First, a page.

Clove Clementines Gift

clementinecloves5This is a really simple idea for a hostess or neighbor gift. Homemade wassil is a traditional holiday drink that we loved growing up. It’s warmed juices (apple, orange, and lemon) combined with holiday spices like cloves, cinnamon and allspice. It makes the house smell amazing too. These little clove clementines would be perfect to give as a hostess or neighborhood gift along with your favorite holiday wassil or spiced apple cider recipe (our own family recipe is after the jump). You can just throw the whole clementine in and let it simmer with the juices for a pretty and functional gift. Pull it out before serving (as you would a bay leaf).

Photography and styling by Liz Stanley. Assisted by Isabelle Ambler.

Keep reading for our family’s homemade wassil recipe and more instructions on making these easy clove clementines…

clementinecloves3Start with a bag of clementines and a jar of cloves. The cloves are sharp enough on one end that they just stick nicely into the clementines without much force. It was easy and would be fun to do with kids as well. We had fun experimenting with different designs. The simplest ‘x’ shape was what worked best for adding a ribbon around the clementine if you wanted to do that. I personally really liked how the velvet ribbons looked.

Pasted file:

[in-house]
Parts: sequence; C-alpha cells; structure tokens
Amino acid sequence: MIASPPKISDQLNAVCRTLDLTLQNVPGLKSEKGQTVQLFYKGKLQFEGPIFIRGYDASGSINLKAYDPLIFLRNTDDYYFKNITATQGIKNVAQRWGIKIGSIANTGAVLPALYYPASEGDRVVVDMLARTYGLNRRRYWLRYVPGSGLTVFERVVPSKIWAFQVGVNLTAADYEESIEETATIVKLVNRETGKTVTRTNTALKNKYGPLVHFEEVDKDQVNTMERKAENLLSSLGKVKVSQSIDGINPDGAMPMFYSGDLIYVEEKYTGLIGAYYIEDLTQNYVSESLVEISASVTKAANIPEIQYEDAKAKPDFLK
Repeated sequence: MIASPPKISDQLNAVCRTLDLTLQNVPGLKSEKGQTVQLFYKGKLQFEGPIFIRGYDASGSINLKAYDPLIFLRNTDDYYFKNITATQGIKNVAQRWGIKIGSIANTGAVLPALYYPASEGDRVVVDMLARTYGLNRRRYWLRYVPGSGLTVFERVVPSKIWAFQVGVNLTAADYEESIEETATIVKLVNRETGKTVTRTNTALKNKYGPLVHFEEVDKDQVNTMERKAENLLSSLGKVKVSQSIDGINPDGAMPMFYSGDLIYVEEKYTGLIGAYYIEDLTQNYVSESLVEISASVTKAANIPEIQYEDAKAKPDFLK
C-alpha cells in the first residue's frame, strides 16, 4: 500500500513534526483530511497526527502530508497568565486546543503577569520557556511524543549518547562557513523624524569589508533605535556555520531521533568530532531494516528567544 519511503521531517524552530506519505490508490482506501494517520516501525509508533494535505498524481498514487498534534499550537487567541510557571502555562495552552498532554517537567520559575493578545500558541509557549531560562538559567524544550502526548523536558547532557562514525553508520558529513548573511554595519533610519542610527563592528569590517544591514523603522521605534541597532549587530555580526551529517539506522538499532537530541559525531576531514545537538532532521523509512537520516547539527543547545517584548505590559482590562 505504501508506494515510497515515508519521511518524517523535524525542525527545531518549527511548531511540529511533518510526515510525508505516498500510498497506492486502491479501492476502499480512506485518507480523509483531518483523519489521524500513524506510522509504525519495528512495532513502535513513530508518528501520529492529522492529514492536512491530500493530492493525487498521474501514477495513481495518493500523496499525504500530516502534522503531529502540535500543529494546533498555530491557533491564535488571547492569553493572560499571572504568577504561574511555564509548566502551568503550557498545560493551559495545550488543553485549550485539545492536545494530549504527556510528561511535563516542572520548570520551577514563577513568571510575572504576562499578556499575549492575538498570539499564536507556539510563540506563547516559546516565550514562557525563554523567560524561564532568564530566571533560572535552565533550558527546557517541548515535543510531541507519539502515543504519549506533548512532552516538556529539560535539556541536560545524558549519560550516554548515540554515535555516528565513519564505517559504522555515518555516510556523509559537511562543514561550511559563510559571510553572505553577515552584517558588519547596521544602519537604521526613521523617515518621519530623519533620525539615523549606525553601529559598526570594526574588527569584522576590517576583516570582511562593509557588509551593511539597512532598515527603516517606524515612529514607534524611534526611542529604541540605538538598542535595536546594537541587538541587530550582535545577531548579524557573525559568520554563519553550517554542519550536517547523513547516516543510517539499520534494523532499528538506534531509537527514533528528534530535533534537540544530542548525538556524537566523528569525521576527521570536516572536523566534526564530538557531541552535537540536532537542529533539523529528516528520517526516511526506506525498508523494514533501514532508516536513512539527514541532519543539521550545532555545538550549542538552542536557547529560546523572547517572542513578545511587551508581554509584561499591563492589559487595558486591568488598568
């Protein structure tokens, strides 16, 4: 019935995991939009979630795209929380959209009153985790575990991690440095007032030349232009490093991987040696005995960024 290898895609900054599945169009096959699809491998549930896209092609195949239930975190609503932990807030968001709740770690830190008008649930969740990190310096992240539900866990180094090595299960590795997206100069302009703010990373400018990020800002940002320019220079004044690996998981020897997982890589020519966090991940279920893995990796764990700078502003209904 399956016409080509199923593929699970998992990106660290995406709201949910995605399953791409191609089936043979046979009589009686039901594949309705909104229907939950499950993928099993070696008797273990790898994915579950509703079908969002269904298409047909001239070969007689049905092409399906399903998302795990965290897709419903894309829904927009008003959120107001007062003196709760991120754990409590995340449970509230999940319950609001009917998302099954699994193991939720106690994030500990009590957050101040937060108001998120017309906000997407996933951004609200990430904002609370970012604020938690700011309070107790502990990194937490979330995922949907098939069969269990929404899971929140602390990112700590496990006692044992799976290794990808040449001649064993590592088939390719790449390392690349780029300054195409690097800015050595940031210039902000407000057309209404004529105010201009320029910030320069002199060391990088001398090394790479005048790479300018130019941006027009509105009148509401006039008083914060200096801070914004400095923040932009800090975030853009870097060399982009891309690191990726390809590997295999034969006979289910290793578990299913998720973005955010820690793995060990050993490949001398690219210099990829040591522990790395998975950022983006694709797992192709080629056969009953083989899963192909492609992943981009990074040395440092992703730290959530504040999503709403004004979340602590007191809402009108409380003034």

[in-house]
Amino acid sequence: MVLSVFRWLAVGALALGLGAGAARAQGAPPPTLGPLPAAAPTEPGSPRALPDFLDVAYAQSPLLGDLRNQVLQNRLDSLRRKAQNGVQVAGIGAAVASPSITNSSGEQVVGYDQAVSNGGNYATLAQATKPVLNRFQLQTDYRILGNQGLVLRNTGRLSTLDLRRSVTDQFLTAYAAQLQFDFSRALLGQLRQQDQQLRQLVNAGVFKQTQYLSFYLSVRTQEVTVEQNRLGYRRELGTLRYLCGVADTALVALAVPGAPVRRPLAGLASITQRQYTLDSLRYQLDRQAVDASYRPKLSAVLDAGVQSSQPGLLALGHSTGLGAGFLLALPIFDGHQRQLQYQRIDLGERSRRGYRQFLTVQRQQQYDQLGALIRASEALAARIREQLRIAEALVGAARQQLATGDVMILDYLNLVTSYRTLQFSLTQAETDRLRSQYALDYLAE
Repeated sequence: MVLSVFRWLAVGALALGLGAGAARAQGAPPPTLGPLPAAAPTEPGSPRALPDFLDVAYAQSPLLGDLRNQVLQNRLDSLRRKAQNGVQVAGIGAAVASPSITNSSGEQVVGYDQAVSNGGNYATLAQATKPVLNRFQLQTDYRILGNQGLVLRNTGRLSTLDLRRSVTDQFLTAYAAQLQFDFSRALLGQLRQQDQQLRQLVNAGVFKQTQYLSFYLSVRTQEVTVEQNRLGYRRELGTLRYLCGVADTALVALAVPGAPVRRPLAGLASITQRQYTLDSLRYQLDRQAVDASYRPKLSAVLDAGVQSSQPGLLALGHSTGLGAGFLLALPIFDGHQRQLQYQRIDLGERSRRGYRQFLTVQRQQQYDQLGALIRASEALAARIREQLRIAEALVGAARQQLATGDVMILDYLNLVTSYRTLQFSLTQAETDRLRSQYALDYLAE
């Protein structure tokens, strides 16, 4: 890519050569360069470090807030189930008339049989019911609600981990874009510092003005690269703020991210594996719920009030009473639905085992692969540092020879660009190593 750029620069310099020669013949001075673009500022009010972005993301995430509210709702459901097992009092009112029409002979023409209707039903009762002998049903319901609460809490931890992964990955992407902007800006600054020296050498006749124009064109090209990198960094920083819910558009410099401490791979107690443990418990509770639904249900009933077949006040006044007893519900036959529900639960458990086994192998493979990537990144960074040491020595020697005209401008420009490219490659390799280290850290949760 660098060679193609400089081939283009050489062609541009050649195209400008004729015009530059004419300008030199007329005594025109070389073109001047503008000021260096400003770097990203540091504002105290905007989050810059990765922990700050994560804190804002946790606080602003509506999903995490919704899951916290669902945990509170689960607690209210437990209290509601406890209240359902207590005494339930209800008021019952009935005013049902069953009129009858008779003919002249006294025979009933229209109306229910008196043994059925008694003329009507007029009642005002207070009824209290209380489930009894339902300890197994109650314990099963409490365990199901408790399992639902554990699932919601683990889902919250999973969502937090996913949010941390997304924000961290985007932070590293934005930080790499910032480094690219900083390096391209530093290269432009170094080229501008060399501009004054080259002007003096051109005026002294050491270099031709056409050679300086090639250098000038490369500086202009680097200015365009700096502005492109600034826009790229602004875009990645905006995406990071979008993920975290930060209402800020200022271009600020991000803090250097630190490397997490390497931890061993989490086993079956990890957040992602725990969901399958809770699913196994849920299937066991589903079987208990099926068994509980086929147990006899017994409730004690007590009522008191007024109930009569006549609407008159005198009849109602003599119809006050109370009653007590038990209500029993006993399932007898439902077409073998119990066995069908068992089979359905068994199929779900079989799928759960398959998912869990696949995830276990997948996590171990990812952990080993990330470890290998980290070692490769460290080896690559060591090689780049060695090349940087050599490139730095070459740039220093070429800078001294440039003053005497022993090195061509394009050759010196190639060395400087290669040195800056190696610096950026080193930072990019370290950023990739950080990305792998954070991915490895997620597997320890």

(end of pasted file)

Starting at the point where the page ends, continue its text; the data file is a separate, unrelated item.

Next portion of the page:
Holiday Wassil

Simmer for 1 hr.:
1 qt. water
8 whole cloves
2 cinnamon sticks
1 C. sugar
10 allspice
Strain (can be made in advance. Cool and refrigerate until ready to use.)

1 large can frozen orange juice plus water called for on can
1 small can frozen lemonade plus water called for on can
2 qts. apple juice


We made cloved oranges last year to break in our new home for the holidays. It added such a wonderful element of color and a invigorating but comforting scent. It even inspired our holiday card:

If using something with a thicker peel, like an orange, I would recommend prepping holes with a nail first to save you from unnecessarily breaking extra cloves. You only need enough pressure for the nail to break the surface, not go all the way into the fruit. You can also wiggle it around to make holes accommodate larger cloves. It expedites the process and makes your hands smell heavenly.

I love this! Each year my mom does the safe thing (albeit a bit less beautiful) with her 4th grade class.

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